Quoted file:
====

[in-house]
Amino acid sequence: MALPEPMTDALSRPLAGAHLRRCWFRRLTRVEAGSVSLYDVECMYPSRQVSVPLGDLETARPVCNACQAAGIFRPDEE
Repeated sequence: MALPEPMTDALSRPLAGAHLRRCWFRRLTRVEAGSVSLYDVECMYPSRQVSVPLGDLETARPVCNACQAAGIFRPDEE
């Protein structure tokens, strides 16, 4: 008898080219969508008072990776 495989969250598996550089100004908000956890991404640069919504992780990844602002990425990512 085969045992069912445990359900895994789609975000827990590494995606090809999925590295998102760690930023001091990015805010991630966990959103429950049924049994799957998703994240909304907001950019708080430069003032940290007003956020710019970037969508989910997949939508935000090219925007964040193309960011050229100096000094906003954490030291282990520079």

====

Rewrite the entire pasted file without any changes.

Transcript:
[in-house]
Amino acid sequence: MALPEPMTDALSRPLAGAHLRRCWFRRLTRVEAGSVSLYDVECMYPSRQVSVPLGDLETARPVCNACQAAGIFRPDEE
Repeated sequence: MALPEPMTDALSRPLAGAHLRRCWFRRLTRVEAGSVSLYDVECMYPSRQVSVPLGDLETARPVCNACQAAGIFRPDEE
């Protein structure tokens, strides 16, 4: 008898080219969508008072990776 495989969250598996550089100004908000956890991404640069919504992780990844602002990425990512 085969045992069912445990359900895994789609975000827990590494995606090809999925590295998102760690930023001091990015805010991630966990959103429950049924049994799957998703994240909304907001950019708080430069003032940290007003956020710019970037969508989910997949939508935000090219925007964040193309960011050229100096000094906003954490030291282990520079």